Huson & Hardwick and A. Norman Tate Laboratories are GAFTA/FOSFA (Federation of Oils, Seeds and Fats Associations) registered analytical laboratories that specialize in the analysis of oilseed and edible oil, grain, barley, rye and wheat, animal feed, sugar and food products operate from Alex Stewart’s head office in England. They are able to perform a full range of commercial and shipping sample including protein, fat, fibre, ash, moisture analysis via classical wet chemistry and hi-tech instrumentation including NIR (near infrared), ICP (inductively coupled plasma) and HPLC (high performance liquid chromatography); also infestation, foreign matter and admixture, hazardous contents, fuzarious grains, nutritional values, toxic contents (eg. arsenic, mercury & lead) mycotoxins and pesticides.



Alex Stewart Agriculture’s highly experienced and knowledgeable inspection team has built a trusted reputation within the international fertilizer-trading arena. The fertilizer division offers first class inspection and analytical services for bulk, bagged and liquid fertilizer with the aim of protecting client’s interests at production site, during transportation, or at store. ASA has fertilizer laboratories in the UK, Belgium, Ukraine, Russia, South Africa, China and India. Its offices in the UK, Belgium and the Ukraine are all members of the International Fertilizer Association.

Animal feed

The Alex Stewart Group provides a fully comprehensive package of inspection and analytical services. Its GAFTA/FOSFA- registered and approved laboratories strategically located around the world perform a full range of analysis for soya, oilseeds – sunflower and rape, and fish meal including infestation, foreign matter and admixture, hazardous contents, fuzarious grains, toxic contents (e.g. arsenic, mercury & lead) mycotoxins and pesticides.  

Grain and wheat

Grain inspection and analysis is a core business of Alex Stewart Agriculture and is a superintendent and analyst member of the Grain And Feed Trade Association (GAFTA), working with many leading grain traders by providing monitoring, testing and consultancy services globally. In addition fumigation services can be offered as ASA works closely with fumigation companies to ensure that cargoes are loaded and stored in appropriate condition and quality is not affected during transportation. Grain inspection services also extend to provide collateral management services such as supervision of long-term storage of grain or control of transportation between storage facilities.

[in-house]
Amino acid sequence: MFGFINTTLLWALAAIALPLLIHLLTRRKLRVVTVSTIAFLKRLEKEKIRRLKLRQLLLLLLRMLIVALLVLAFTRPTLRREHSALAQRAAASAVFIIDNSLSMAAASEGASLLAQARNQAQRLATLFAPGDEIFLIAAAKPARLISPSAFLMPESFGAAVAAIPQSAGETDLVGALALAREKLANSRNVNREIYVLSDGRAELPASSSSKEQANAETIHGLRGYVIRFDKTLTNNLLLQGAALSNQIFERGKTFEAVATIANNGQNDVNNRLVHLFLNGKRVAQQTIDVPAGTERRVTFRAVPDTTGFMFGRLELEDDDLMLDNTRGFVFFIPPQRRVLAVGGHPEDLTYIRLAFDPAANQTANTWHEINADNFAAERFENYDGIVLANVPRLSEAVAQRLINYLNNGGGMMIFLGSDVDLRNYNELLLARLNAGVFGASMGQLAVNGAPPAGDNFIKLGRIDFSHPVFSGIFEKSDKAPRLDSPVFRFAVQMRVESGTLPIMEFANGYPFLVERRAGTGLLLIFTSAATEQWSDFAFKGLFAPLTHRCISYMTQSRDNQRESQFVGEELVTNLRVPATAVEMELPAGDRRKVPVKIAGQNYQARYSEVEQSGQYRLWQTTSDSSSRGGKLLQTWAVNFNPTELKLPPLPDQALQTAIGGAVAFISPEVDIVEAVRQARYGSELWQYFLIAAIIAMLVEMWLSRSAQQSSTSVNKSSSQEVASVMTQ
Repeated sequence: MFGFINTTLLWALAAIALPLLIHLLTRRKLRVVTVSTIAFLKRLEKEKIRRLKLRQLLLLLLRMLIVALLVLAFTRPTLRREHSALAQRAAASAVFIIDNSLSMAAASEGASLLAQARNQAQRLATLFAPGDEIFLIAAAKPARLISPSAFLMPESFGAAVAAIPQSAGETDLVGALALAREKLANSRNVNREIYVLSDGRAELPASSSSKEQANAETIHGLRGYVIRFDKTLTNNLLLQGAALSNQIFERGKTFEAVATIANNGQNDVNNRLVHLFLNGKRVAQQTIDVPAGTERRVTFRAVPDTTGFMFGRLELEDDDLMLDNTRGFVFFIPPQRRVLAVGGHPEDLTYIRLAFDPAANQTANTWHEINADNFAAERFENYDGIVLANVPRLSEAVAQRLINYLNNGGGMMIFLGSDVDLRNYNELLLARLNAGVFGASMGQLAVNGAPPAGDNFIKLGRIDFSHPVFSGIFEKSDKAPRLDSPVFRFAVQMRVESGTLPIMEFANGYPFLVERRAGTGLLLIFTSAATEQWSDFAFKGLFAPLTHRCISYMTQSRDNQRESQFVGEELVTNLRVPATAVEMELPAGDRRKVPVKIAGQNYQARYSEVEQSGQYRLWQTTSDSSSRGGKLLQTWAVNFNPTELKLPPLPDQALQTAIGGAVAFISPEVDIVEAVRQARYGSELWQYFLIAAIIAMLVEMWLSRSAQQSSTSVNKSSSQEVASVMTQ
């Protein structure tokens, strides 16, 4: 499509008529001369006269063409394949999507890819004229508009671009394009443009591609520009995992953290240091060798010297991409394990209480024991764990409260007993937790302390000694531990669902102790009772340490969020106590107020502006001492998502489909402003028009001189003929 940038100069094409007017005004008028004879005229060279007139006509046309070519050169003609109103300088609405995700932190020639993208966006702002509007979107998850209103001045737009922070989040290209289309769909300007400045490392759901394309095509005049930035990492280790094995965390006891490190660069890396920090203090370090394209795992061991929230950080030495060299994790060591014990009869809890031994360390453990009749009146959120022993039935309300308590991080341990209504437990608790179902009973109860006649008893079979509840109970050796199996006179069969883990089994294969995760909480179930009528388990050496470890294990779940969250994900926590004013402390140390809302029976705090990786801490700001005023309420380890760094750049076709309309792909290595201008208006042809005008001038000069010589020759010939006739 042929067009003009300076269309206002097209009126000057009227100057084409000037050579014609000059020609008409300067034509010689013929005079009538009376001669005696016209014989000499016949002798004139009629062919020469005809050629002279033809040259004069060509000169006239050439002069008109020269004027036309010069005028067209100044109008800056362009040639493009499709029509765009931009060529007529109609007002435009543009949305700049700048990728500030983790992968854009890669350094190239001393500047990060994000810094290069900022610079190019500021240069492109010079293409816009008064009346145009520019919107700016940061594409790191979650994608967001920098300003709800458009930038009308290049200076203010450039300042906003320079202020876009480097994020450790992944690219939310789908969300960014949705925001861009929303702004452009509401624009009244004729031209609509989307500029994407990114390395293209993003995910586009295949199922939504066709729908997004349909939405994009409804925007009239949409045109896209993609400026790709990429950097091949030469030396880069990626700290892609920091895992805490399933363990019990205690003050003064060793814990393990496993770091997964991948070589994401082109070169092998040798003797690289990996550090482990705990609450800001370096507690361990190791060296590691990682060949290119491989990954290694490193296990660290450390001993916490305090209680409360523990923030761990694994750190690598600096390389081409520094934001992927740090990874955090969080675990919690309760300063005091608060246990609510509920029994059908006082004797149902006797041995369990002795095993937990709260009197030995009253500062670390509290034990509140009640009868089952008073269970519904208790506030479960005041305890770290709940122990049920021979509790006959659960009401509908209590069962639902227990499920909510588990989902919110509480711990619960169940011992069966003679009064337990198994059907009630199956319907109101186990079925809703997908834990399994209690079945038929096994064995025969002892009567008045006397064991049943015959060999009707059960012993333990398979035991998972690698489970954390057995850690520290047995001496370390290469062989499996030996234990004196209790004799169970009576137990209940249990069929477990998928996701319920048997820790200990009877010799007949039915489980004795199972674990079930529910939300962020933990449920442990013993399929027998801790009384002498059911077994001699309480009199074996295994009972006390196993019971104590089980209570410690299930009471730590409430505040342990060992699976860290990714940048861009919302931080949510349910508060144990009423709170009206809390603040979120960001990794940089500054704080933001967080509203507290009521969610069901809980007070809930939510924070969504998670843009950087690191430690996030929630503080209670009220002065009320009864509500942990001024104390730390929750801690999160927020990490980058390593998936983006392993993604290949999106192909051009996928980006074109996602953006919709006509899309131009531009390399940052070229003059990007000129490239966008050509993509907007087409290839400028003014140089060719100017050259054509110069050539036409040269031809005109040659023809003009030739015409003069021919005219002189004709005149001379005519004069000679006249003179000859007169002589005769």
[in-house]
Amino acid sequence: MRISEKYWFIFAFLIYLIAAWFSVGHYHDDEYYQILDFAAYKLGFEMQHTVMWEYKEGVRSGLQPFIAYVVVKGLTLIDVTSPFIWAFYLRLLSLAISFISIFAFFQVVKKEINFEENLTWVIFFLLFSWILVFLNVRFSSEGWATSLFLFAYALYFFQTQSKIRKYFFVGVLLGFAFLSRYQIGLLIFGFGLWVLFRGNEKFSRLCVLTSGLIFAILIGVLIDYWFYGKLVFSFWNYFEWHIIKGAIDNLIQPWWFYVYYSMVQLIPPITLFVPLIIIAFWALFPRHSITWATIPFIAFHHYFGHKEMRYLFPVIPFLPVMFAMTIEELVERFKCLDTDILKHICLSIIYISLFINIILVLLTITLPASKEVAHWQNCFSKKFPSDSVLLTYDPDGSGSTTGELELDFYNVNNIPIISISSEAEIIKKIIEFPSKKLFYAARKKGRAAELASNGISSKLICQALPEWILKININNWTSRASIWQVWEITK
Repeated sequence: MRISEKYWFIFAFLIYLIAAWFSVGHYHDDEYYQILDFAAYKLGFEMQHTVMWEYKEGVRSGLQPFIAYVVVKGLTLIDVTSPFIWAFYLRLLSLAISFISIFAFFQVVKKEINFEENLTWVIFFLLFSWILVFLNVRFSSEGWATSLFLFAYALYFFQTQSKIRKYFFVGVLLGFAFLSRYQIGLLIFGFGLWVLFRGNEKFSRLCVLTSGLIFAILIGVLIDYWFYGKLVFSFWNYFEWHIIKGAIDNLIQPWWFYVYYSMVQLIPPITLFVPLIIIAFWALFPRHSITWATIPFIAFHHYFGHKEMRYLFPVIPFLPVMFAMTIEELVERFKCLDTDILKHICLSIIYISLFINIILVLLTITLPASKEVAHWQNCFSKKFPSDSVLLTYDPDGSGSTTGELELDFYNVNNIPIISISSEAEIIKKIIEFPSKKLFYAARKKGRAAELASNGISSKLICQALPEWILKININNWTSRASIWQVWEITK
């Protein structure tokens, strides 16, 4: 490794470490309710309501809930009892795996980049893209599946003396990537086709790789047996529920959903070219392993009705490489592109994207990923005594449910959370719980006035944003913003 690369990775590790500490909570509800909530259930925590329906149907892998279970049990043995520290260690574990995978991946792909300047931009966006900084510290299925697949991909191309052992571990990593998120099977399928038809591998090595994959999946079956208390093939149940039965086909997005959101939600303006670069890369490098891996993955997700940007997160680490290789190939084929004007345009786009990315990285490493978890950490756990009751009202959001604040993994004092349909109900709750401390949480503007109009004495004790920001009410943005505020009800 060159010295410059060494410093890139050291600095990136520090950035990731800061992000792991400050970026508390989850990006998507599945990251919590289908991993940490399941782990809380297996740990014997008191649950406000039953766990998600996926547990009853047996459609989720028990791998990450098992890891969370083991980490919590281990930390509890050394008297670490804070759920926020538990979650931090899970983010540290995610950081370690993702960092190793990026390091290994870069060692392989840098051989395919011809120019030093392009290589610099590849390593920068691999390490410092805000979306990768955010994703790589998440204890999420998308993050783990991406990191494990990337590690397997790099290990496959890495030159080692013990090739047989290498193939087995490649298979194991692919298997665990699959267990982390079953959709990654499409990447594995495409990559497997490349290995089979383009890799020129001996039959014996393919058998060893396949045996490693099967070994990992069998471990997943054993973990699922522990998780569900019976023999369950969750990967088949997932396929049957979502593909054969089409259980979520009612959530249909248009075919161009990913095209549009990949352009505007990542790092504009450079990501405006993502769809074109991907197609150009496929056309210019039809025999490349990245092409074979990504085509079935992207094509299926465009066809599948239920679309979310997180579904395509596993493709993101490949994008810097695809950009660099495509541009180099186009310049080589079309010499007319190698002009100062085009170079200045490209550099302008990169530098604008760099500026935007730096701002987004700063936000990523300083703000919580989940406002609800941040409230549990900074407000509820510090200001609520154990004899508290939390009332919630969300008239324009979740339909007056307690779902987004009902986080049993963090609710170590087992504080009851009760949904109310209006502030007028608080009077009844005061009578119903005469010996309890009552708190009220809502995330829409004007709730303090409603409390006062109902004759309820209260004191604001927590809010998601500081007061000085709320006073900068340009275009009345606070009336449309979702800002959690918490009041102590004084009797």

Warehouse inventory control and collateral management: ASA can provide a diverse range of services, from stock audits and control procedures, to security advice and commodity/store condition surveys.


  • pre-shipment inspection and analysis: the Alex Stewart inspection team will check that the customer’s product is within specification and fit for the intended use.
  • quality control: checking that cargo conforms to contractual specifications, checking cargo for signs of contamination, odour, colour change, moisture levels, friability, protesting/rejecting inferior cargo on sight, granule sizing, radioactivity testing and laboratory analysis.
  • vessel hatch inspection: service includes checking hatch condition ensuring that they are free from loose rust and paint flake, free from previous cargo, checking that hatches are tight fitting, checking hatch open and closing operation is functional and timely, inspecting hatch rubber condition, hatch hose water testing, checking that holds are water-tight.
  • vessel hold cleanliness: detailed inspection ensures that holds are clean, dry, free of loose rust and paint flake, free from previous cargo, free from infestation and odour and in every respect fit to receive the designated cargo.
  • continuous supervision: ASA guarantees continuous supervision of customers’ cargo loading and/or discharge (24 hours), representative sampling/sealing as per contract.
  • quality control inspection: packaging reporting when applicable.  
  • weight verification: gross, tare & net weighing.
  • weighbridge control: test weight checking, scale calibration and certification check, recording truck movements across scale ensuring that all cargo is weighed.
  • bagging supervision and tallying: full tally and checking for bag strength and durability (laboratory testing is available) and verifying markings.
  • continuous information updates: ASA’s busy administration centre is in contact with all of its inspectors operating in the field and provides its customers with up-to-date, hour-by- hour detail of all loading and discharging operations.
  • documentation: Alex Stewart Agriculture uses state-of-the- art technology to supply standardized reports and certificates; certification and reporting can be tailored to suit customer requirements. Photographic reports by conventional and digital camera can also be supplied for evidence purposes.
  • damaged cargo assessment: establishing possible source, cause, and severity.
  • loss prevention: supervision of reconstitution of acceptable cargo.
  • container services: supervision of stuffing and unstuffing, container sealing, container condition surveying (on/off hire, damage assessment).
  • transportation services: whether the commodity is manufactured, stored, shipped, railed, trucked or containerized, ASA can assist customers in their trading activities.